JH: Ironically, the US Open isn't the one of the four your game would seem most suited to.
GO: No. I have thought a lot about that. I would have expected, for someone like me who is a little wayward off the tee even when playing well, that Augusta or the Open would be the best bet. But US Opens are so narrow that straight hitters almost lose their advantage. Everyone is in the rough. And I'm used to that and they are not.
You can hit great, straight drives in the US Open and still miss the fairway. So it almost works against those guys. I mean, I'm quite happy hitting seven shots out of the rough. I do that every day. They don't.
I'm not alone, though. Take a look at the leader board at Winged Foot.
Phil was up there and he isn't the straightest hitter. Everyone talks about how you have to hit it straight at the US Open. And I thought that too. But in hindsight I'm not so sure. No-one can hit it straight enough to hit every fairway in the US Open. It's so difficult, almost impossible really. You can be a great driver of the ball and still miss six fairways in a day. And you can drive badly and do that.
JH: What do you think of all the rough around the greens?
GO: I think some of the holes at Winged Foot would have been better served if balls were allowed to run away from the greens, rather than get stopped within a few feet.
JH: Which is what happened with your approach to the last green came up short.
GO: Exactly. That created quite an interesting shot.
Winged Foot is a stellar course though. I can't say anything bad about it because I won! I loved the fact that they had trimmed the trees so that you can see a lot of the course under the branches. That has been lost in a lot of places, but Winged Foot had that look about it.
It also has some of the coolest greens I have ever seen.
If I wanted to know how I played, I awaited the next day's account in The Times. With what was therein written I was content, for here was the truth of things. I want nothing more than to be remembered by posterity in the words of Bernard Darwin. J.H. TAYLOR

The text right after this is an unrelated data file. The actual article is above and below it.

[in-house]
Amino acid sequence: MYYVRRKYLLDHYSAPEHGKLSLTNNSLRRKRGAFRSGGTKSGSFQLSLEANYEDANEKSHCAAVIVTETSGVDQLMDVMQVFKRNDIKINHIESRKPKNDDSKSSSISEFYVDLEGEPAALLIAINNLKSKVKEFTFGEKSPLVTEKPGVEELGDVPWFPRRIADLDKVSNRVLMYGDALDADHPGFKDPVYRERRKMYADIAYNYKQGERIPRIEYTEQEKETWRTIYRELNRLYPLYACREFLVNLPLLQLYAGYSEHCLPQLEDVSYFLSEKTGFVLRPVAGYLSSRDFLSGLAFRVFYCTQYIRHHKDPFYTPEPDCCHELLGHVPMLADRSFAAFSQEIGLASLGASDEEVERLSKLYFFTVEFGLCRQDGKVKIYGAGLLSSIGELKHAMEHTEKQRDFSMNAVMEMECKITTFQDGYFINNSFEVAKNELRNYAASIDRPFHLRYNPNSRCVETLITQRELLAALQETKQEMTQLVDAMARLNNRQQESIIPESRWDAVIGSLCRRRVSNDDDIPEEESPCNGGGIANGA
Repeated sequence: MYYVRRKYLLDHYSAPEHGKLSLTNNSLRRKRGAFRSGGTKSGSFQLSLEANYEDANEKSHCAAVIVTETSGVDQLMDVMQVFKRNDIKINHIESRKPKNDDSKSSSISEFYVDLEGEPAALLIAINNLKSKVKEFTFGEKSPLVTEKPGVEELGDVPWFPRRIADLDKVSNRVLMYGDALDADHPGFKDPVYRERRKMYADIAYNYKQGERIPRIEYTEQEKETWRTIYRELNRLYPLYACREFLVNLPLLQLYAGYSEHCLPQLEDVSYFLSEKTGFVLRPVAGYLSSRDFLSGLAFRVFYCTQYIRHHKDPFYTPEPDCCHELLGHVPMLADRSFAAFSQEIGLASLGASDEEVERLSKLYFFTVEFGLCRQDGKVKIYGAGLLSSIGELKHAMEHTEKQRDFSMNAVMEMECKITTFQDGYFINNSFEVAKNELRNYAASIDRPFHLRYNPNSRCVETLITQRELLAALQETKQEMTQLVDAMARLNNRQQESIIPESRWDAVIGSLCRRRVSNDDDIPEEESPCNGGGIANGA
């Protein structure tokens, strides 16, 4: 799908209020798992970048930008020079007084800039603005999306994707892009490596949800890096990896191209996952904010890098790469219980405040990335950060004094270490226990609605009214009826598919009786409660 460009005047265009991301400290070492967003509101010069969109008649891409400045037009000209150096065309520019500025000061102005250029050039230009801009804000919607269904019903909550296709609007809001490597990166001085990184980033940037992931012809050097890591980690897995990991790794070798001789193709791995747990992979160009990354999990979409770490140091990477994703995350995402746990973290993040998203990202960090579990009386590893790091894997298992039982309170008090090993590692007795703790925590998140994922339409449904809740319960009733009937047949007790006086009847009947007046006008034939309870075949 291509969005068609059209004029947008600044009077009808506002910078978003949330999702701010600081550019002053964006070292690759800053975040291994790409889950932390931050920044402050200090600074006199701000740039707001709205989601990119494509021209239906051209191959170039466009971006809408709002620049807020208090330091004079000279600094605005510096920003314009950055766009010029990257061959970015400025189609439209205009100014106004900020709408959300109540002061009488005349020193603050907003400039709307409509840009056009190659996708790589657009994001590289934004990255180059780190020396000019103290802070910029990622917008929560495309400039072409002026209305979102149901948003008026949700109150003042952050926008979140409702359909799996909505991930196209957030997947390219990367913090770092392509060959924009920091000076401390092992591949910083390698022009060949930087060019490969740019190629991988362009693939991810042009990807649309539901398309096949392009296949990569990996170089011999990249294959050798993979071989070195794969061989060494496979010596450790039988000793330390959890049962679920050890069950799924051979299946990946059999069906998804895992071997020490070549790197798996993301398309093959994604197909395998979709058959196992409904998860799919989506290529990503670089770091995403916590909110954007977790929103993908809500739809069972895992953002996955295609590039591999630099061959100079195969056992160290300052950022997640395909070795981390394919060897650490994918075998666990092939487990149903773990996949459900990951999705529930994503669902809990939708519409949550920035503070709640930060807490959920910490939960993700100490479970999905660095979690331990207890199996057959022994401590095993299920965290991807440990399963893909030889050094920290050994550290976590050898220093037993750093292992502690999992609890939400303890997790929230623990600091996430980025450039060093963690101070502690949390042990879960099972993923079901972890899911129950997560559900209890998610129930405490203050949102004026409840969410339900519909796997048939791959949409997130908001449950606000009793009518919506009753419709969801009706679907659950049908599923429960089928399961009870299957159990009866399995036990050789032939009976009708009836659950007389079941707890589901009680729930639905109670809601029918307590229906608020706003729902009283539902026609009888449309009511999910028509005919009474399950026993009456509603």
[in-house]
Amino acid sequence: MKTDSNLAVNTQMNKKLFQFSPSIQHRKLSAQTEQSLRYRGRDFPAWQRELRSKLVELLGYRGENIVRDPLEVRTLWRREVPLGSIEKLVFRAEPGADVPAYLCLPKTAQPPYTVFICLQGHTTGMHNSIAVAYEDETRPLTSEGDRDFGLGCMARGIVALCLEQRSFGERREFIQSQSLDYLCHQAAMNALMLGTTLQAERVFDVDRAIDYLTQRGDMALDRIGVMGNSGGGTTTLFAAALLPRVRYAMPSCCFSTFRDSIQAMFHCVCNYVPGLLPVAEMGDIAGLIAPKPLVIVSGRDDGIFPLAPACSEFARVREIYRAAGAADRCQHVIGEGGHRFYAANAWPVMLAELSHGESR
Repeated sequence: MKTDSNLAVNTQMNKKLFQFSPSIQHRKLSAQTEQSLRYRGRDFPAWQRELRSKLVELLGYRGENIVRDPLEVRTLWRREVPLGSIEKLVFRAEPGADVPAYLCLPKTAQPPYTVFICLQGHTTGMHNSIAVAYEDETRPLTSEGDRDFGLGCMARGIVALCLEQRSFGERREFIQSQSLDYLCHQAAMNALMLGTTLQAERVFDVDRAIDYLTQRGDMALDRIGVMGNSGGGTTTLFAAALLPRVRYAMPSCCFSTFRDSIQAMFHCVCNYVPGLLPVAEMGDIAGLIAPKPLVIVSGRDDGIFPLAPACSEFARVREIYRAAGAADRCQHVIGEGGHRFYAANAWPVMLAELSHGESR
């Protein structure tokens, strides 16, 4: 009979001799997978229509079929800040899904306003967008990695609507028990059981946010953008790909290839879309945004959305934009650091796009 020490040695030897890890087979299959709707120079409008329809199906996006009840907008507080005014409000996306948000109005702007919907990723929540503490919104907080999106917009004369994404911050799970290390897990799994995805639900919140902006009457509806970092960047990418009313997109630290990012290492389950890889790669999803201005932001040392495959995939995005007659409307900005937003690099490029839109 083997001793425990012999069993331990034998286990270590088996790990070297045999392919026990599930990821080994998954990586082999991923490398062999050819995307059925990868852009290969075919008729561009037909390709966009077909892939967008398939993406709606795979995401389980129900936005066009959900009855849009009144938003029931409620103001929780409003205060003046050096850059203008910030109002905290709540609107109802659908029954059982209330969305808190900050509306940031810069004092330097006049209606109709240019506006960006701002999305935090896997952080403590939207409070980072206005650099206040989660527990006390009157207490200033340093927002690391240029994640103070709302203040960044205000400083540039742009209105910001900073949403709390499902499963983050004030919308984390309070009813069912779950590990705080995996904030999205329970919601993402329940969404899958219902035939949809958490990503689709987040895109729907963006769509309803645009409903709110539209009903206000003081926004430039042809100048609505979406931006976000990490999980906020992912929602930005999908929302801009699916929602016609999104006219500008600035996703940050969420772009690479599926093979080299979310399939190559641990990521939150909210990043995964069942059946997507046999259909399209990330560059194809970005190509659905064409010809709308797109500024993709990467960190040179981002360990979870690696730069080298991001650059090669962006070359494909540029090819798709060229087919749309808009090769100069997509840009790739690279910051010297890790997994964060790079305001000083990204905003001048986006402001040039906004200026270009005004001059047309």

Chris Millard's story on the USGA under Walter Driver marks the first time a publication of any kind has addressed the USGA presidential jet. Millard considers it in the context of USGA staff outrage over benefit cuts and Driver's "change agent" style:
...in February USGA staff was notified of significant cuts to their medical plan. Further, the Educational Assistance Program, a prized USGA benefit, which since 1997 has assisted Golf House employees with the cost of a child's college tuition, would be phased out.
Compounding the issue--and confounding staffers--were the following: First, only weeks prior to the revelation that benefits would be cut, the USGA had signed two new deep-pocketed corporate sponsors. Second, less than a year before rumors of the cuts reached Golf House staff, news media had revealed that the USGA had acquired time on a private jet for use by the president and the executive committee.
Uh guys, it was here. Quibbling, I know. Continue...
On Feb. 6 USGA staffers were advised of the benefit cuts via memo (a copy of which was obtained by Golf World). The cuts, their timing and the manner in which they were presented stunned and angered employees. "The way it was couched to us, they were basically taking something away without really telling [us] what was going to happen," says one USGA veteran with college-aged children. "A lot of people here felt that wasn't fair."
In an unusual move, Driver flew to Far Hills to quell concerns. "The staff had not been given what I call the ‘three-legged stool,' and I wanted to explain to them the process," says Driver.Please, would some inkslinger at Oakmont please ask Driver to flesh out that metaphor.
Outside observers were flabbergasted. "Walter Driver [saying] in his address we've made changes to help us improve our potential for getting quality staffers in the future--when in fact they were cutting benefits--was the ultimate corporate act: Say one thing and do another," says Shackelford, who frequently posts provocative and acerbic comment on his blog. "For me that was the all-time low, really."
Oh, sorry. Believe it or not, I am building to a point here...
Before Driver took over, longstanding USGA tradition called for executive committee members to pay their own travel expenses for association business. Once disclosed, the idea of a USGA-funded private jet for executive committee use sent shockwaves through a century-old volunteer ethos. One former president who asked not to be identified says, "I have been away from the institution for a long time. Priorities and demands change. For example, a jet for executive-committee use would have been unheard of in my time."
Driver has been demonized as the procurer and chief beneficiary of the plane when, in fact, he inherited the lease from Fred Ridley's presidency. The deal with Citation Shares was made, ironically, at the suggestion of the past presidents. Driver is unruffled by the controversy. He considers the plane a tool, one that has allowed him to expand his USGA schedule. "If people don't think it's appropriate," he says, "either I or the next president simply won't do those things."